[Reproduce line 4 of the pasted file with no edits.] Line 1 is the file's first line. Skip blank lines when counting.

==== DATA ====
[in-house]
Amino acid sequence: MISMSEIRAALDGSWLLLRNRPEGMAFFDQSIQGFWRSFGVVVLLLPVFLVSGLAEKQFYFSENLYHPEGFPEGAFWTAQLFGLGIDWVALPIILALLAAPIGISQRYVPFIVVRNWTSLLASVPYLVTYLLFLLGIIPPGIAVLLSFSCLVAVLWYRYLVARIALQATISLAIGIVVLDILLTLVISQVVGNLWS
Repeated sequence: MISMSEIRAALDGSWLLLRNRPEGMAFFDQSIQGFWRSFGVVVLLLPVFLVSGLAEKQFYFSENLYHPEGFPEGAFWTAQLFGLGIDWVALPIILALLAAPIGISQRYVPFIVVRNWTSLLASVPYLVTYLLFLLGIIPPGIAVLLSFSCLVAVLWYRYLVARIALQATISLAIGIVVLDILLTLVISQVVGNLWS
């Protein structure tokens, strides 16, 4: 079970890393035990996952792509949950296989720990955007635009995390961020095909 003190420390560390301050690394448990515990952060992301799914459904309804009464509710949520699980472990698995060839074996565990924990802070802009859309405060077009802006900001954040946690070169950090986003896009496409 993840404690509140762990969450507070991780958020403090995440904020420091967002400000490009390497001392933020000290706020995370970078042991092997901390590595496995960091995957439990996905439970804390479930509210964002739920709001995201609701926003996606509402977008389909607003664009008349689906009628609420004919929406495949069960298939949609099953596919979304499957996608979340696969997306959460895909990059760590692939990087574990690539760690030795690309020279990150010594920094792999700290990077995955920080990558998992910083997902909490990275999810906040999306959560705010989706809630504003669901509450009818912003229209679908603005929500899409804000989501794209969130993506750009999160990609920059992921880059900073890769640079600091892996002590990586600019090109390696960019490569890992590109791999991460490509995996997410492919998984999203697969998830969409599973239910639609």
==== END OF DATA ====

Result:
């Protein structure tokens, strides 16, 4: 079970890393035990996952792509949950296989720990955007635009995390961020095909 003190420390560390301050690394448990515990952060992301799914459904309804009464509710949520699980472990698995060839074996565990924990802070802009859309405060077009802006900001954040946690070169950090986003896009496409 993840404690509140762990969450507070991780958020403090995440904020420091967002400000490009390497001392933020000290706020995370970078042991092997901390590595496995960091995957439990996905439970804390479930509210964002739920709001995201609701926003996606509402977008389909607003664009008349689906009628609420004919929406495949069960298939949609099953596919979304499957996608979340696969997306959460895909990059760590692939990087574990690539760690030795690309020279990150010594920094792999700290990077995955920080990558998992910083997902909490990275999810906040999306959560705010989706809630504003669901509450009818912003229209679908603005929500899409804000989501794209969130993506750009999160990609920059992921880059900073890769640079600091892996002590990586600019090109390696960019490569890992590109791999991460490509995996997410492919998984999203697969998830969409599973239910639609």